Chlorine has been the cost-effective swimming pool sanitation method of choice for over 100 years! There are many types, but they all have the same important sanitation properties in common. Chlorine is not only safe; it’s used to sanitize drinking water, it’s also strong. In the right concentrations and correct dosages, it kills harmful germs, contaminants, bacteria and viruses! There are alternatives available, but only chlorine oxidizes while it sanitizes – helping to give you the crystal-clear pool of your dreams!
Chlorine is the only way to purify your water from daily contaminants like wind, rain, dust and swimmers that introduce germs and algae to your pool. Your pool is said to have a "chlorine residual" when you properly add enough chlorine to the water to kill these harmful contaminants. This is what keeps your pool clean and safe for swimming. When you have had a heavy swimmer load or an unusual amount of rain or wind, it's time to shock your pool. We suggest adding Suncoast Super Shock. This 4-way shock dissolves fast and is perfect for opening a new pool or for regular maintenance throughout the year.
The Benefits of "4-Way Shock" Include:
Chlorine residual is tested like other water components - with a pool water test kit. Look for test kits that offer readings for Total Available Chlorine (TAC) and Free Available Chlorine (FAC). FAC is the chlorine in your pool that is still ready to work by sanitizing the water and destroying bacteria. TAC is a combination of FAC and chloramines in your water. Chloramines are leftover chlorine that has already done its job killing contaminants and has now become "used" and is no longer effective. Chloramines cause strong odors, burn eyes when swimming, and irritate skin. They also keep your FAC from working properly. To prevent high levels of chloramines in your water, use shock on a regular basis. The best time to shock your pool is late afternoon or early evening, running your pumps for at least one hour afterward.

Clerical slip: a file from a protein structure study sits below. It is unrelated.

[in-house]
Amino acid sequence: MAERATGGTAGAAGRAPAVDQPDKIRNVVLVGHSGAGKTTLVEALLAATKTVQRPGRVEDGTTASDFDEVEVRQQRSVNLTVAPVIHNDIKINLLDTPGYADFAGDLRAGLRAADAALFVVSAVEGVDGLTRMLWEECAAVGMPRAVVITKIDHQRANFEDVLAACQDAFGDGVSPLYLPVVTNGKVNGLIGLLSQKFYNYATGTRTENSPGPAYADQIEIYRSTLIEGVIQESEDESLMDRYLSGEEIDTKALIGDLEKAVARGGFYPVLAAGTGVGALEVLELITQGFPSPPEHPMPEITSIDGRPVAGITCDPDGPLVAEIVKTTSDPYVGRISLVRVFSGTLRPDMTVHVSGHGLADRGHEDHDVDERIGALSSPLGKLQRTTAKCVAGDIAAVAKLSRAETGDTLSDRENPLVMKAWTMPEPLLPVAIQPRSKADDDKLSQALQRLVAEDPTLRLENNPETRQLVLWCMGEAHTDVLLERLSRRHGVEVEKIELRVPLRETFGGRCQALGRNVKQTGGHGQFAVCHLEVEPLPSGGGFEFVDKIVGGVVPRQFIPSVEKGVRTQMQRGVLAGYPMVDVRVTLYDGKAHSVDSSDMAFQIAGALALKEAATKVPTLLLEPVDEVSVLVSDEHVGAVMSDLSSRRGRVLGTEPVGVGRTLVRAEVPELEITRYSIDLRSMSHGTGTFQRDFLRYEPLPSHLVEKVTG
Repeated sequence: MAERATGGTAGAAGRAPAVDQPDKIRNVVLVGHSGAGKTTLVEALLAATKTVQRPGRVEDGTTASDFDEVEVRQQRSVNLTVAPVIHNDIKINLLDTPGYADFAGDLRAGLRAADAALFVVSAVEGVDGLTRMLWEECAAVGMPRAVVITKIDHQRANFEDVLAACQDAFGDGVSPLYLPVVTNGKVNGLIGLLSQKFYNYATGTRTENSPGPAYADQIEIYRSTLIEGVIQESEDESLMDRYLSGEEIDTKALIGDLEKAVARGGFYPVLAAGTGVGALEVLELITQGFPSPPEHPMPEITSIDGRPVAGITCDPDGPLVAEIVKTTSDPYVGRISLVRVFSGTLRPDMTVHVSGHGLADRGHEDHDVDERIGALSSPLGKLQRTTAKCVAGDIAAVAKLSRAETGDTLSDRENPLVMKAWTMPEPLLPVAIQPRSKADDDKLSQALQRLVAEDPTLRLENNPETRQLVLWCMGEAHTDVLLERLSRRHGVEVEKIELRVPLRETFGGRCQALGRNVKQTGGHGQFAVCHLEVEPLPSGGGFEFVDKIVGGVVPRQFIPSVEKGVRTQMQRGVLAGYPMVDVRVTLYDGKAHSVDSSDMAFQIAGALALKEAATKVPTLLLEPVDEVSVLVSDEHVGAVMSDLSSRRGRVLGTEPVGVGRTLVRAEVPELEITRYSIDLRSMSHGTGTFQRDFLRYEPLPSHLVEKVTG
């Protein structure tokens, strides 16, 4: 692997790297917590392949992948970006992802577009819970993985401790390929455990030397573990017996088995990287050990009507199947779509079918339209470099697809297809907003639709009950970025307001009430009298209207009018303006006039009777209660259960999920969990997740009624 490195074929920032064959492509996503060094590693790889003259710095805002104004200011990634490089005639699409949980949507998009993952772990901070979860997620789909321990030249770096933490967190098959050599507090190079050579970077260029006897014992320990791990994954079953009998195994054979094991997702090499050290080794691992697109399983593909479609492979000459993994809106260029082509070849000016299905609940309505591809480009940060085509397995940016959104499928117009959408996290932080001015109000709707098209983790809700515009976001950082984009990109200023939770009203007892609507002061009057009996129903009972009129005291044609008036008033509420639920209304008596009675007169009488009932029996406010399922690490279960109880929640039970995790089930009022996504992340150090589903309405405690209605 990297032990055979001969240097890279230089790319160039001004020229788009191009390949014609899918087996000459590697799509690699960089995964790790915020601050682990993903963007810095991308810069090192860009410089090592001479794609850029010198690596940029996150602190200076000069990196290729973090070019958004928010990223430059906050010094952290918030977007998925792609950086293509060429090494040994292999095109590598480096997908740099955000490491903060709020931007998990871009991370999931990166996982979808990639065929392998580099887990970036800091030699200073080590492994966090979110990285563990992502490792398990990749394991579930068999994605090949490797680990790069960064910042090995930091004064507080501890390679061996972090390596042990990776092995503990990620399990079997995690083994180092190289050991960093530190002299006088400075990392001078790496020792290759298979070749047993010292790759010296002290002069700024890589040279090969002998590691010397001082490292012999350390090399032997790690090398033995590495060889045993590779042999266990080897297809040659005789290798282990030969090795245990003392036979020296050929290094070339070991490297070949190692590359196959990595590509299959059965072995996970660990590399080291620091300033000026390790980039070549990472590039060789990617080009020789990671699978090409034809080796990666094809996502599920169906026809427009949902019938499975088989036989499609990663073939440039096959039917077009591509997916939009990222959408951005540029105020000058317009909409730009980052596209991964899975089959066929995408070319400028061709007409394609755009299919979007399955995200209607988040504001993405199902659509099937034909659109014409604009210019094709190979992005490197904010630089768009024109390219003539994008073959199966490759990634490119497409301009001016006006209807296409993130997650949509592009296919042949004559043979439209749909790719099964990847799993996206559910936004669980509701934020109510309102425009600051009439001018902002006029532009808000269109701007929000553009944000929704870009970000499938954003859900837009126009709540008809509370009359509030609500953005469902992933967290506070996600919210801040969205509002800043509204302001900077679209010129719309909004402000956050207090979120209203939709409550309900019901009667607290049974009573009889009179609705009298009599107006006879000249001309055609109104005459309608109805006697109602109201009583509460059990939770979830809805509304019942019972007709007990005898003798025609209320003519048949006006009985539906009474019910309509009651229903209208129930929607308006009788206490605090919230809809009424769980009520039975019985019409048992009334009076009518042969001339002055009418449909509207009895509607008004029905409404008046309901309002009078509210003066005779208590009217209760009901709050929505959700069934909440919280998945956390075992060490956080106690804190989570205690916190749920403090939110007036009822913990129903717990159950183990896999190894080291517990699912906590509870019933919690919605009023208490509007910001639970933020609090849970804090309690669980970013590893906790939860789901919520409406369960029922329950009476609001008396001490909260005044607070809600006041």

For more details, follow the ABCs of Pool Care.
You must maintain a FAC residual level between 2.0 and 4.0 ppm.
An FAC level less than 2.0 means you'll soon be dealing with pool algae and bacteria. An FAC level greater than 4.0 means you're spending more than you should on chlorine and could even cause stains.
Each type has a specific purpose and its own features and benefits, and there are two basic kinds- stabilized and unstabilized. Stabilized is best for daily sanitizing, while unstabilized is best for shocking each week. Both help chlorine last longer in your pool, saving you money!
Discover ways to make the most of your pool—from the ABCs of Pool Care to DIY guides—in our How-Tos.